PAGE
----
Health Tips

5 Ways Your Lifestyle Is Making You Vitamin Deficient

vitamin deficiency


You’ve probably heard that food, not pills, ought to be your go-to source for nutrients. But is your diet really meeting all your nutritional needs? It turns out even the healthiest of eaters can become deficient in key vitamins and minerals thanks to some surprising factors. Here are 5 that might be setting you up for a shortfall.

You just say “no” to meat. 
There are a whole host of reasons to go the vegetarian or vegan route—weight loss, decreased cancer risk, even health insurance discounts—but many veggie lovers are seriously lacking in vitamin B12. That’s because plant-based foods don’t have any unless they’ve been specially fortified; top sources include meats and poultry. Even flexitarians (semi-vegetarians) and lacto-ovo-vegetarians (who eat dairy and eggs) might not be getting enough, according to a study published in the journalNutrition Reviews. If you’re a vegan or vegetarian—or if you only eat meat sporadically and have been feeling tired or forgetful—ask your doc about taking a daily B12 supplement.

You’re an acid reflux warrior.

acid reflux vitamin deficiency


PPI (proton-pump inhibitor) drugs like Prilosec and Pepsid do a great job of putting out the fire in your belly (and chest and throat), but there’s a price: Research has linked these meds to a wide range of problems, including an increased risk of kidney disease and heart attacks. People who regularly use PPIs are also more likely to become deficient in vitamin B12. Now you can add magnesium deficiency to the list of downsides associated with these drugs, thanks to a recent review of 14 different studies published in the journal Gastroenterology Research and Practice. Researchers believe PPIs alter the gut’s ability to absorb magnesium. The good news is that levels go back to normal within 4 days of stopping the medication. Signs of magnesium deficiency can be tricky to spot (it’s actually known as the “invisible deficiency” because the symptoms are so varied), but be on the lookout for loss of appetite, fatigue, numbness, and personality changes. The NIH recommends 310 to 320 mg of magnesium each day for women ages 19 and up, but talk to your doctor if you suspect your levels might be low.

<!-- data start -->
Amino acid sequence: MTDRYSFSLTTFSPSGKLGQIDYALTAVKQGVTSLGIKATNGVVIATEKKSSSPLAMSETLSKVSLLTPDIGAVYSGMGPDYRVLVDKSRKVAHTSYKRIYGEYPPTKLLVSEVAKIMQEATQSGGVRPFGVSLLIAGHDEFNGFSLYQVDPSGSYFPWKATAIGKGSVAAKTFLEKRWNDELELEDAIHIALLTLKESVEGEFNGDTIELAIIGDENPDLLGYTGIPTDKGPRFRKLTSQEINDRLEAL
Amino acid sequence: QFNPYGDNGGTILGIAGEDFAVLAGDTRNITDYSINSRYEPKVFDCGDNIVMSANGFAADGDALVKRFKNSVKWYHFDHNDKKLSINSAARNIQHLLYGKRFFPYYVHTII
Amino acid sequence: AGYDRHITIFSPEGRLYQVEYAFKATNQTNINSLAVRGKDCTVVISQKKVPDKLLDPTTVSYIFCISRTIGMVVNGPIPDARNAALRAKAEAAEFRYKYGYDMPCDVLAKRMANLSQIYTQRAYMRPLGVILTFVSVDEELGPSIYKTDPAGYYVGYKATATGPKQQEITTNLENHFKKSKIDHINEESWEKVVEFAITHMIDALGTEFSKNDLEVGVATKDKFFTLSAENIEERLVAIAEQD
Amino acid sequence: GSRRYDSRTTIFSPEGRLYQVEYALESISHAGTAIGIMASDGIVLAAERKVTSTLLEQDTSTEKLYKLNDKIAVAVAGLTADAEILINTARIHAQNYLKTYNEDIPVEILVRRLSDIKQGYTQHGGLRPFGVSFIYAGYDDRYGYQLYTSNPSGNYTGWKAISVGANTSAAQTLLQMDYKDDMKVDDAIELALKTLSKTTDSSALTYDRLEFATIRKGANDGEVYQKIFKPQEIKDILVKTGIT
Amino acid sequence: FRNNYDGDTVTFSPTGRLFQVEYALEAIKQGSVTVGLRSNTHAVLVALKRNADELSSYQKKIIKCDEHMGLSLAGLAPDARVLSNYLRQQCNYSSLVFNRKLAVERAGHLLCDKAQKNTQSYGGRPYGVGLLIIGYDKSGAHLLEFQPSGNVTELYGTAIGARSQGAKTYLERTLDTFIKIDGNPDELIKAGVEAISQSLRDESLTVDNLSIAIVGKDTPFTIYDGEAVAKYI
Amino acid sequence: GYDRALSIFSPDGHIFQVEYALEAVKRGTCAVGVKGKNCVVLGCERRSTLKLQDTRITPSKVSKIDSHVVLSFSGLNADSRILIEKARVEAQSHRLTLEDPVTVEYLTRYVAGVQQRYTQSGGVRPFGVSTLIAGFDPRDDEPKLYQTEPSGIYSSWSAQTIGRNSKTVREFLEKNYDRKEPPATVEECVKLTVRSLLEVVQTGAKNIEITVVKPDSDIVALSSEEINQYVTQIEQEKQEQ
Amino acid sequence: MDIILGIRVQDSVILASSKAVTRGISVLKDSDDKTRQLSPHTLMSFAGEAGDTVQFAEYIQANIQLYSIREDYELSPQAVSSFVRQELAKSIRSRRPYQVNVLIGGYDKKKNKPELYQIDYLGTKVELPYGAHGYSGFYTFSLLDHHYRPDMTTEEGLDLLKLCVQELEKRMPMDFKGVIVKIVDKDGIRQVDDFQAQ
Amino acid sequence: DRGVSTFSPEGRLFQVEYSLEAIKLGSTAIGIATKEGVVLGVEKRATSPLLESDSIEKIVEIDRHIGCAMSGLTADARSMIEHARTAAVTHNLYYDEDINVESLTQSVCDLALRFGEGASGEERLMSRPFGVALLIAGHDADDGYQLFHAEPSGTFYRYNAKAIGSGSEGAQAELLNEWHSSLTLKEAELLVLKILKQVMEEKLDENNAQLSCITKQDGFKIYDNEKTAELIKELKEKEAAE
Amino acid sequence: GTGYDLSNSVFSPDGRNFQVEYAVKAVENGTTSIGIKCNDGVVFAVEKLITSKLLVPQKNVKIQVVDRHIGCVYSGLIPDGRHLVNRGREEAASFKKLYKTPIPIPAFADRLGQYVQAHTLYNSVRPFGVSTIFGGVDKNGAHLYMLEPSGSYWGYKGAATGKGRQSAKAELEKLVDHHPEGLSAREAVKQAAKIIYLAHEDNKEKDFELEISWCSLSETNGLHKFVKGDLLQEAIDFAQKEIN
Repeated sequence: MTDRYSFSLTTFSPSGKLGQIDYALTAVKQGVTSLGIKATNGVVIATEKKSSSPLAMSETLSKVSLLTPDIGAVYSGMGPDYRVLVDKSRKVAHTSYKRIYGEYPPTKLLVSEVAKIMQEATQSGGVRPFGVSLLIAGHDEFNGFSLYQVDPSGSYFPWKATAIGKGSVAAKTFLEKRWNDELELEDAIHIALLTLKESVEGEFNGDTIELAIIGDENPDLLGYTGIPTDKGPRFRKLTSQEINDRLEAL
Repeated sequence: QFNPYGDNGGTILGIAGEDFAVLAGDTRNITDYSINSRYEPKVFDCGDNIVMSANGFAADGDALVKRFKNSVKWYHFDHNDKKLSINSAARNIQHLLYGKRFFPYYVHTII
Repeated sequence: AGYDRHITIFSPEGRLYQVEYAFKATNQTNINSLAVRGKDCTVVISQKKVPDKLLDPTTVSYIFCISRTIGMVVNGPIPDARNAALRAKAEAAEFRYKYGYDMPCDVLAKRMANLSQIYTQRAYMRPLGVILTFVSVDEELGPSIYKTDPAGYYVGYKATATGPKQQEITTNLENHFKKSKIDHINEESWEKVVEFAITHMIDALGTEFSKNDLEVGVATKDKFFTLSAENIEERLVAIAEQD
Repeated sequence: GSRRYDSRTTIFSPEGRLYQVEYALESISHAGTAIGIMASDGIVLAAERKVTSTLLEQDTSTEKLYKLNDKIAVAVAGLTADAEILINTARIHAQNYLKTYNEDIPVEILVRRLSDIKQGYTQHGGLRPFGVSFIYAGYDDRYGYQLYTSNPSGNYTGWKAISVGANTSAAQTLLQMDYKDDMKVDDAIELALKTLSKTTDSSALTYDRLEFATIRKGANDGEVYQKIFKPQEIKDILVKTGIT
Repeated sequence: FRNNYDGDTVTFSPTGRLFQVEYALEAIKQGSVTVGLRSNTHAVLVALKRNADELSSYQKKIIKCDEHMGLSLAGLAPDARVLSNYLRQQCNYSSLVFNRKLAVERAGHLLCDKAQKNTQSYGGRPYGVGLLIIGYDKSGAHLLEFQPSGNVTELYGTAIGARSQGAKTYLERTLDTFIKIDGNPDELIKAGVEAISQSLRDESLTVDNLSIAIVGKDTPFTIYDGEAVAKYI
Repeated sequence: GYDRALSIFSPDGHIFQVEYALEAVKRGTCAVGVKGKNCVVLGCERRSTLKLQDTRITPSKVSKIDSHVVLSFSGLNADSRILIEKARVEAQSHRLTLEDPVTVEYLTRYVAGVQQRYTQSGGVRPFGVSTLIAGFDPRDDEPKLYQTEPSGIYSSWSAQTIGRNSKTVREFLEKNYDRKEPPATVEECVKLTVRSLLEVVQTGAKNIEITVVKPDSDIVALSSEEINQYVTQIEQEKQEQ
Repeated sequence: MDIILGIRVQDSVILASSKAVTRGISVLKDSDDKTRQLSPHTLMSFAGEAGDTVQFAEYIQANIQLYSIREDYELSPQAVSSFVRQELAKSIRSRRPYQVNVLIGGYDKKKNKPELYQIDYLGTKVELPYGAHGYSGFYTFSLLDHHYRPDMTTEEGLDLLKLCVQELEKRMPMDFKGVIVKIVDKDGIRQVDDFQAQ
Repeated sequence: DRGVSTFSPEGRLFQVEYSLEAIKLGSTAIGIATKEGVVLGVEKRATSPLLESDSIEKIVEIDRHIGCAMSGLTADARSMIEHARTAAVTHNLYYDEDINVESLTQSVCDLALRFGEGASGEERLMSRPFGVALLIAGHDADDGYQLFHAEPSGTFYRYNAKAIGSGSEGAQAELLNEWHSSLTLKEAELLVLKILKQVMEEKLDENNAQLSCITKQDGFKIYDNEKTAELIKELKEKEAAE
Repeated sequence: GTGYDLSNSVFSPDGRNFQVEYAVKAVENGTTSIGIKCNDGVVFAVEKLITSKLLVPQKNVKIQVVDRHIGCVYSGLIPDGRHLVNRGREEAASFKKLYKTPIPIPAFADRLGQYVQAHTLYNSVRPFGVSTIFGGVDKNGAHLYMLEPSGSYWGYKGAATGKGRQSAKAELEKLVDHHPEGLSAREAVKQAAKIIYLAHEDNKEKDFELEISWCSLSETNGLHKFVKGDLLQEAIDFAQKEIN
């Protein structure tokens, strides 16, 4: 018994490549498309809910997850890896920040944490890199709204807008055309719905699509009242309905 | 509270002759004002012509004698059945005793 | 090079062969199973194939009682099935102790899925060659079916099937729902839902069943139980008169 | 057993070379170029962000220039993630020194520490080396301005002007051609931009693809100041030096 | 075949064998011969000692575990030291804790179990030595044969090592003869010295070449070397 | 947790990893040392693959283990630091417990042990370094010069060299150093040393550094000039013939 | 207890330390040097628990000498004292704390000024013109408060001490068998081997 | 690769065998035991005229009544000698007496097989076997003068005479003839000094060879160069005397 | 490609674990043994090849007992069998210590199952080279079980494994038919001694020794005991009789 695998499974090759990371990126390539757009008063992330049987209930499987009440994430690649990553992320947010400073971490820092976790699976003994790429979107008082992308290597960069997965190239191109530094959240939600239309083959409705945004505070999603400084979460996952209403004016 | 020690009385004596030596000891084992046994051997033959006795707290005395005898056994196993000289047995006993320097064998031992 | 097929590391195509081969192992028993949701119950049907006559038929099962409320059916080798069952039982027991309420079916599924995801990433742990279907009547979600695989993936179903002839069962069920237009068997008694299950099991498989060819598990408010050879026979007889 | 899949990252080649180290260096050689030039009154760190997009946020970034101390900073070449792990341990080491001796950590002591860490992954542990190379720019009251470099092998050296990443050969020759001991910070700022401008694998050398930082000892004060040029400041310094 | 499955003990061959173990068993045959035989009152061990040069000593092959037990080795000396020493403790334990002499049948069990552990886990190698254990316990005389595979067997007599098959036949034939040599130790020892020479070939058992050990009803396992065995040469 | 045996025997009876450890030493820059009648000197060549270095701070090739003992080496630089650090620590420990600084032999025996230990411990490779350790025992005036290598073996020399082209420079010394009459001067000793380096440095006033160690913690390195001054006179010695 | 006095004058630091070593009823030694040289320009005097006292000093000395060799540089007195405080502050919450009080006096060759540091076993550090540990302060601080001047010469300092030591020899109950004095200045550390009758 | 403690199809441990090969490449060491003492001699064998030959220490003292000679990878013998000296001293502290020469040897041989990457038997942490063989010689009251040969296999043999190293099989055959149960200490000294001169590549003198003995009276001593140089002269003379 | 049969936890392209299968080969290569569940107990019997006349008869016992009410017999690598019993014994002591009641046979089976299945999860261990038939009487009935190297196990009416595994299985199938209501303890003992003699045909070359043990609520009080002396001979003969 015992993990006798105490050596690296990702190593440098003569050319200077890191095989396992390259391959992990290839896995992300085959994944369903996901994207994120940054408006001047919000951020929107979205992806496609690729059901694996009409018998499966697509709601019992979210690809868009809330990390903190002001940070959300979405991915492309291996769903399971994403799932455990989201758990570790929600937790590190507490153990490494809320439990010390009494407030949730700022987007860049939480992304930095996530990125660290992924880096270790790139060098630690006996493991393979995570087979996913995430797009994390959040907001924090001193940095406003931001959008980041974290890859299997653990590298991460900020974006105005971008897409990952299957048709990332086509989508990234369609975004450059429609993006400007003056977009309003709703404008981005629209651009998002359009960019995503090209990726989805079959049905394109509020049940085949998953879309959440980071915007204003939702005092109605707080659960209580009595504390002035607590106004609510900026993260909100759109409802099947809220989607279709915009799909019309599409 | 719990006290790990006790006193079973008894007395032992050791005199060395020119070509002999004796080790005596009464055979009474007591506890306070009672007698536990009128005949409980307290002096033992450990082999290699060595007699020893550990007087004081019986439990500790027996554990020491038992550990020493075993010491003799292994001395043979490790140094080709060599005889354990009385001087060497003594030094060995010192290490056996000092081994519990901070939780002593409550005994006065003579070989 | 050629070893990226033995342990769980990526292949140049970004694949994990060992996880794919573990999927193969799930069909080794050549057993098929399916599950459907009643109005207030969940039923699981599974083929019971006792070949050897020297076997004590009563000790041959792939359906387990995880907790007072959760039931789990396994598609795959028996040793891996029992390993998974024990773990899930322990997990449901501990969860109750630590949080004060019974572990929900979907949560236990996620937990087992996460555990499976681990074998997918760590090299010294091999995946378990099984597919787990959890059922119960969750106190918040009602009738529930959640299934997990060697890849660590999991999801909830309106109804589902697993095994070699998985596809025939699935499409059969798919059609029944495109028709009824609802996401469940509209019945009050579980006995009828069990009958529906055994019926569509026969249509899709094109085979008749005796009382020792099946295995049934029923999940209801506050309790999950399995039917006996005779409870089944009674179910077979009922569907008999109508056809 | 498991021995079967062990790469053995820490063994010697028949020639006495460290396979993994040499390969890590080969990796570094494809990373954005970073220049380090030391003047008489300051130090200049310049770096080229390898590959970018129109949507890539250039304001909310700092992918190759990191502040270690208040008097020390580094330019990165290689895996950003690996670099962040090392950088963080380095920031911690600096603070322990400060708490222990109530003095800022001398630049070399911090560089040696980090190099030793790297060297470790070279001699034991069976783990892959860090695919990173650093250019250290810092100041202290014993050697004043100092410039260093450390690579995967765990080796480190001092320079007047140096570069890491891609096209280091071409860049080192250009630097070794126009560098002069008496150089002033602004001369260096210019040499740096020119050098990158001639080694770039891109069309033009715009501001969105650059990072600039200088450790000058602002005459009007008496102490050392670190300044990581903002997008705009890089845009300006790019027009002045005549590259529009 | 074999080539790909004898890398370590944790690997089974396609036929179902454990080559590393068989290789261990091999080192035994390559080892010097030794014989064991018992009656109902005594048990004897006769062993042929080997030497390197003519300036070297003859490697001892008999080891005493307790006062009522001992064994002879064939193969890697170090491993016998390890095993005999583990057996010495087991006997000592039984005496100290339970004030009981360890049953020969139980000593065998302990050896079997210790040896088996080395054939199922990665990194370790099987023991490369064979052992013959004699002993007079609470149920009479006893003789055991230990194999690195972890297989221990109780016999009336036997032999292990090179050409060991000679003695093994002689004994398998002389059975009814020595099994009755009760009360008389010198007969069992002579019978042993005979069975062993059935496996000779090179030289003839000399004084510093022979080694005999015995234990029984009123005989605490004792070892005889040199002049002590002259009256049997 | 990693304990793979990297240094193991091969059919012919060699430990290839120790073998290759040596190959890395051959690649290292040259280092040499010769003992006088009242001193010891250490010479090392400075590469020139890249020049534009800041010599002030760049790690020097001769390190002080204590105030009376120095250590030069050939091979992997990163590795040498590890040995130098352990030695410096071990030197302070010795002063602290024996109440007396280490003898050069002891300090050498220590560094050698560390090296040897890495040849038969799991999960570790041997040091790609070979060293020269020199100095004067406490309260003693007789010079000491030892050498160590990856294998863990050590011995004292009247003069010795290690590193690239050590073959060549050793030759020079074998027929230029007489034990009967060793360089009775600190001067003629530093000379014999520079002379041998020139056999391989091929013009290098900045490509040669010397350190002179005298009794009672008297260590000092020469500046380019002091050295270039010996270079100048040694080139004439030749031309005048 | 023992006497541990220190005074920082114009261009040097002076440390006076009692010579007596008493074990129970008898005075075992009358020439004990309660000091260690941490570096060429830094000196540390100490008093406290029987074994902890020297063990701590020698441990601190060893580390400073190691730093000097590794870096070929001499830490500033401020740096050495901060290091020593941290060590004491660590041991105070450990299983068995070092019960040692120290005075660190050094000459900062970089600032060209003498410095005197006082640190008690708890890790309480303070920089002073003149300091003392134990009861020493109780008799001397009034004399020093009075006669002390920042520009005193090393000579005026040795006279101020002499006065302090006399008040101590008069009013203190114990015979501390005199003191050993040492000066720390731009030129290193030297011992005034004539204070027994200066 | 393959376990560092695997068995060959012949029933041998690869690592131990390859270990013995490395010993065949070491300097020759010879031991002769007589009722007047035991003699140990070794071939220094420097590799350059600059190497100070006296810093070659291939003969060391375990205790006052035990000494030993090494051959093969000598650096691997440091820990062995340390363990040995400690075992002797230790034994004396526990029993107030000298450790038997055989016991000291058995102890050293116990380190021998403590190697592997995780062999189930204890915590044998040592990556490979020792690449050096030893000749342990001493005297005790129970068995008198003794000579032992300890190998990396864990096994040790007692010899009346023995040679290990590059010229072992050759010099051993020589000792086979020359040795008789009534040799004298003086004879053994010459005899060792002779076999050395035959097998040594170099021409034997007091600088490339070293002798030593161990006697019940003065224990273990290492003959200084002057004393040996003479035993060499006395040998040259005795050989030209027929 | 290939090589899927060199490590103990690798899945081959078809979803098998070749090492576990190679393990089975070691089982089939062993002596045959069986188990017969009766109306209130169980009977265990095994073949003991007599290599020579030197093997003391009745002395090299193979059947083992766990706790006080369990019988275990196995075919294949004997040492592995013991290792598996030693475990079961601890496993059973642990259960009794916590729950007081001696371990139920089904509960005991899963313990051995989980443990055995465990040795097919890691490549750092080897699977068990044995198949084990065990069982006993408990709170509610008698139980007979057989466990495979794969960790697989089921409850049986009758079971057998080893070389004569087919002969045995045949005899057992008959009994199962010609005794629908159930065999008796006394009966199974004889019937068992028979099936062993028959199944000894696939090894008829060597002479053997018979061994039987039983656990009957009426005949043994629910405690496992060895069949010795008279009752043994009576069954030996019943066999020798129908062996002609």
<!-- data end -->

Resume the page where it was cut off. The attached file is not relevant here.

You’re on a first-name basis with the gym staff.
There’s no doubt that exercise is good for you (and you definitely shouldn’t read this as an excuse to nix it from your schedule!), but your devotion to CrossFit or Orangetheory could be draining your thiamine, riboflavin, and vitamin B6 levels. According to a study published in The American Journal of Clinical Nutrition, exercise increases the need for those vitamins, and fitness fanatics might show deficiencies despite meeting the RDA (recommended daily allowance) for them. And if you’re cutting calories at the same time, watch out: Dieting could further deplete your levels. Taking a B-complex supplement should help.

You’ve got more than a few pounds to lose.

obesity vitamin deficiency


Whether you get your vitamin D from the sun or a pill, your body might have trouble utilizing it if you’re obese, suggests a study in theInternational Journal of Obesity. Scientists believe that people carrying lots of excess weight don’t have enough of two enzymes that are needed to process the vitamin, thus causing a vitamin D deficiency. The NIH recommends that adults get 600 IUs of vitamin D daily, but the Endocrine Society says obese adults may need two to three times that amount to maintain normal levels. Find out if you’re lacking by asking your doctor for a simple blood test. 

You’re always rolling up your sleeve to help others.
If you’re a frequent blood donor we salute you, but you could be putting yourself at risk. Research from Columbia University’s College of Physicians and Surgeons shows that 66% of women and 49% of men who regularly donate blood are iron deficient. Female donors of childbearing age (i.e. you’re still menstruating) are the most likely to suffer from iron deficiency, which can cause fatigue, decreased attention, and inability to concentrate. (And could also lead to hair loss.) Women ages 19 to 50 should aim for 18 mg of iron each day; that number decreases to 8 mg for women ages 51 and older. Iron is readily available in lean meats, seafood, chicken, nuts, legumes, and leafy greens, but if blood tests show you’re anemic you might need a supplement.

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